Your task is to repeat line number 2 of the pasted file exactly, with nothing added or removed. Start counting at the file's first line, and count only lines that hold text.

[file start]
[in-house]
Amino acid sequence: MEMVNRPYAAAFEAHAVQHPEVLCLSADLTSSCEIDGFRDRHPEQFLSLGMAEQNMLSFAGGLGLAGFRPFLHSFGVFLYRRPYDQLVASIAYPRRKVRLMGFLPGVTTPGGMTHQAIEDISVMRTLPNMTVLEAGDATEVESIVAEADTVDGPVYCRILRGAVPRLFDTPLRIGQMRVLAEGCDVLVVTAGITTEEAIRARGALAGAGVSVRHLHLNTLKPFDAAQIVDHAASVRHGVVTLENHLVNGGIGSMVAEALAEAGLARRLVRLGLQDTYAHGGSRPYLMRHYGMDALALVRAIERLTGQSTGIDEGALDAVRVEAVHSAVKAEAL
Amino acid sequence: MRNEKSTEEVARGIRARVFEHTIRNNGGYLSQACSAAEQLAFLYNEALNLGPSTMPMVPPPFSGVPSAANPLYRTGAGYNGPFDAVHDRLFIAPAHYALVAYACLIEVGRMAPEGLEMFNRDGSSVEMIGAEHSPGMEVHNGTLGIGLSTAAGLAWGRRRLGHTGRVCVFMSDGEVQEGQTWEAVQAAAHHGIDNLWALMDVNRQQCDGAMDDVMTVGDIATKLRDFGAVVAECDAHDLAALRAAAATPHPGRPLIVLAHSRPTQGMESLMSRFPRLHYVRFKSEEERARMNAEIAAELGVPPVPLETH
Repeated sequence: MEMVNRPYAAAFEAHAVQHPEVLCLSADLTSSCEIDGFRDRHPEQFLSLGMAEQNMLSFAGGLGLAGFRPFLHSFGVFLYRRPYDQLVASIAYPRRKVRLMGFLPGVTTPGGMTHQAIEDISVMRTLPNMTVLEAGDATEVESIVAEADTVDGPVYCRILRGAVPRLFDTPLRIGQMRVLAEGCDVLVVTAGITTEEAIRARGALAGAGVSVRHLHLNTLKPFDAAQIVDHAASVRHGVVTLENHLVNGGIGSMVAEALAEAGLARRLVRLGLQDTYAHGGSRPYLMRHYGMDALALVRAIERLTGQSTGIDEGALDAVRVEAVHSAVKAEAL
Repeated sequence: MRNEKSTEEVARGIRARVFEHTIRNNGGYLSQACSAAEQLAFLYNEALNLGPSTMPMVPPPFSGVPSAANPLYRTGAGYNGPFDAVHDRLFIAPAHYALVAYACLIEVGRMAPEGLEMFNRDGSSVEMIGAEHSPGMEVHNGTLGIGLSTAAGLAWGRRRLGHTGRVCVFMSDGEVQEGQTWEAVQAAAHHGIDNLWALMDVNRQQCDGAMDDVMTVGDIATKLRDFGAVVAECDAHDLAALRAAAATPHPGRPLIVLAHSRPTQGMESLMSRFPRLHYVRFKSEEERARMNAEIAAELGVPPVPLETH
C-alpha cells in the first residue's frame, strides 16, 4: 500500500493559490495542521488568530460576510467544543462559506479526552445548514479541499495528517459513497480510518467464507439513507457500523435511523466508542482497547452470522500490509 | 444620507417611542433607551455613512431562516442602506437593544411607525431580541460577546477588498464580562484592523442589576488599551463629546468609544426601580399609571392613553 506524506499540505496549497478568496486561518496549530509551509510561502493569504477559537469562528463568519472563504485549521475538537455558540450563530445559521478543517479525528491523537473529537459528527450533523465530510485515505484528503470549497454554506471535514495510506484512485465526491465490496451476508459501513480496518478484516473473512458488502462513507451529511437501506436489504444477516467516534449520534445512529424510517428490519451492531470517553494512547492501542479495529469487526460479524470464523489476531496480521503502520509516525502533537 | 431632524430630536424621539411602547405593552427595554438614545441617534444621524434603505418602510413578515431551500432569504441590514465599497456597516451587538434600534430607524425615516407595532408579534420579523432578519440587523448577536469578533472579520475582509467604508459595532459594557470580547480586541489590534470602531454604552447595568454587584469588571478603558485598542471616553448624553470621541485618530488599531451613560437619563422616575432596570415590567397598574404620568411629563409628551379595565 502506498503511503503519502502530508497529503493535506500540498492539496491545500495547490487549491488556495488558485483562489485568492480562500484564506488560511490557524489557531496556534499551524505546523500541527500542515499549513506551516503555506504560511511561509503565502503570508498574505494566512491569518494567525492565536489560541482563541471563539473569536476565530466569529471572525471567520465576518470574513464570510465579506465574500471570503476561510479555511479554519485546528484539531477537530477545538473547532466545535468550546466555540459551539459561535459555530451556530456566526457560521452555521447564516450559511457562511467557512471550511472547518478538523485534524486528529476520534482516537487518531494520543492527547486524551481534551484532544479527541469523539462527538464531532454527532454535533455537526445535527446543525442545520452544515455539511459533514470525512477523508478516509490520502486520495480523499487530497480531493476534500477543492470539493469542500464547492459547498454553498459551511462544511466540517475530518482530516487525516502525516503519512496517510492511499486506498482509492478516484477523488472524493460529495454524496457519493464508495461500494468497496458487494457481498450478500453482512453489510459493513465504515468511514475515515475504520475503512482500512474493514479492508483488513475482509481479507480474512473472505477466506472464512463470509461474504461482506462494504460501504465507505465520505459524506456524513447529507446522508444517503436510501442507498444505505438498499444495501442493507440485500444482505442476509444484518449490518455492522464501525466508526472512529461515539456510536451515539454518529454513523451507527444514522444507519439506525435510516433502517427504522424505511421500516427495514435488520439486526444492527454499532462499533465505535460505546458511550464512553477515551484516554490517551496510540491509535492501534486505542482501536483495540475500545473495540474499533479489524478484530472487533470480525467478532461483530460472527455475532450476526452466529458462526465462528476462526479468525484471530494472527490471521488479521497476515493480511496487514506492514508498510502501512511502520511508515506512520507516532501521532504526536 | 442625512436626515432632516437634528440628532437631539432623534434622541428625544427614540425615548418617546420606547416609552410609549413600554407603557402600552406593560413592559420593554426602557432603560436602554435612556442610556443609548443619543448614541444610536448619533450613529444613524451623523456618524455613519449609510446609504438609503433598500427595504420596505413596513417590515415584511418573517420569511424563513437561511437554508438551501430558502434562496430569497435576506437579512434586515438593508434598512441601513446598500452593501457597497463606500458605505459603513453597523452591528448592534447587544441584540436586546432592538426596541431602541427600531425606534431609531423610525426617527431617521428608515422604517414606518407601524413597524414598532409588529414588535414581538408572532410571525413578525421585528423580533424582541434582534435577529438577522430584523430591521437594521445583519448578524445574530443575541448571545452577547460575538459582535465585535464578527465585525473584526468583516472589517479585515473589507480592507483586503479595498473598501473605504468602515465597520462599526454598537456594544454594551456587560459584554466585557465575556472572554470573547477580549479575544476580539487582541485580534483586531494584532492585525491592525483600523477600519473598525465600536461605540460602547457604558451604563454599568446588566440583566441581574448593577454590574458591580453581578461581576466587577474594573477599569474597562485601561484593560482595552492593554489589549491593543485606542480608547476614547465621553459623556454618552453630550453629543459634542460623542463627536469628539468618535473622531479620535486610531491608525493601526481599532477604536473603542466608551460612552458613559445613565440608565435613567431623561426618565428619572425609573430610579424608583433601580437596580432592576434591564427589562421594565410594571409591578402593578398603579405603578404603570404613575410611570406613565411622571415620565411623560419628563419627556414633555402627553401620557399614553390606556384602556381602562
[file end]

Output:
Amino acid sequence: MEMVNRPYAAAFEAHAVQHPEVLCLSADLTSSCEIDGFRDRHPEQFLSLGMAEQNMLSFAGGLGLAGFRPFLHSFGVFLYRRPYDQLVASIAYPRRKVRLMGFLPGVTTPGGMTHQAIEDISVMRTLPNMTVLEAGDATEVESIVAEADTVDGPVYCRILRGAVPRLFDTPLRIGQMRVLAEGCDVLVVTAGITTEEAIRARGALAGAGVSVRHLHLNTLKPFDAAQIVDHAASVRHGVVTLENHLVNGGIGSMVAEALAEAGLARRLVRLGLQDTYAHGGSRPYLMRHYGMDALALVRAIERLTGQSTGIDEGALDAVRVEAVHSAVKAEAL